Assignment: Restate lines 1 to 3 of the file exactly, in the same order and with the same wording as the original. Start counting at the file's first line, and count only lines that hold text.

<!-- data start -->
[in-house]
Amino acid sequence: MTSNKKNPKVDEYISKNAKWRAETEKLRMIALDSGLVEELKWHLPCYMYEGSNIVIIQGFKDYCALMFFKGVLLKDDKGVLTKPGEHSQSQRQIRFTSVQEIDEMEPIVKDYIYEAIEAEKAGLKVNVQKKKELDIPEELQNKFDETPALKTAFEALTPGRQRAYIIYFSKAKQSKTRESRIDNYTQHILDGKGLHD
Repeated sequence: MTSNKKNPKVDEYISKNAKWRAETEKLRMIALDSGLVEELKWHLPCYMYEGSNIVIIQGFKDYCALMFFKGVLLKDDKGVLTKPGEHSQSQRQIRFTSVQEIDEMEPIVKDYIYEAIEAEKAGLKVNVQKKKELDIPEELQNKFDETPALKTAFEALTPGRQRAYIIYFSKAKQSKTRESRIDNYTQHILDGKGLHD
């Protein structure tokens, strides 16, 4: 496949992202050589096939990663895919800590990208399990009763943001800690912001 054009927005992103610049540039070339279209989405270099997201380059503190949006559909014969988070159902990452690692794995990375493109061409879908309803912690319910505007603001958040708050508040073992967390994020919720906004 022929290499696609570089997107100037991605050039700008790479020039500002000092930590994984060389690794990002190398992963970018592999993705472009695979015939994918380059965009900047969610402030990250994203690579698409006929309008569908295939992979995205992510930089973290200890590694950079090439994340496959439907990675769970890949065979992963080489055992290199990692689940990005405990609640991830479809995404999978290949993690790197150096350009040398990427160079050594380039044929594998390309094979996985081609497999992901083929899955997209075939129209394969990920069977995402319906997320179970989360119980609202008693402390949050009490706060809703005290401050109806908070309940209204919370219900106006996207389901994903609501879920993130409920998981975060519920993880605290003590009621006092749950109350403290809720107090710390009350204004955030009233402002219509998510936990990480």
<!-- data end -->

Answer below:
[in-house]
Amino acid sequence: MTSNKKNPKVDEYISKNAKWRAETEKLRMIALDSGLVEELKWHLPCYMYEGSNIVIIQGFKDYCALMFFKGVLLKDDKGVLTKPGEHSQSQRQIRFTSVQEIDEMEPIVKDYIYEAIEAEKAGLKVNVQKKKELDIPEELQNKFDETPALKTAFEALTPGRQRAYIIYFSKAKQSKTRESRIDNYTQHILDGKGLHD
Repeated sequence: MTSNKKNPKVDEYISKNAKWRAETEKLRMIALDSGLVEELKWHLPCYMYEGSNIVIIQGFKDYCALMFFKGVLLKDDKGVLTKPGEHSQSQRQIRFTSVQEIDEMEPIVKDYIYEAIEAEKAGLKVNVQKKKELDIPEELQNKFDETPALKTAFEALTPGRQRAYIIYFSKAKQSKTRESRIDNYTQHILDGKGLHD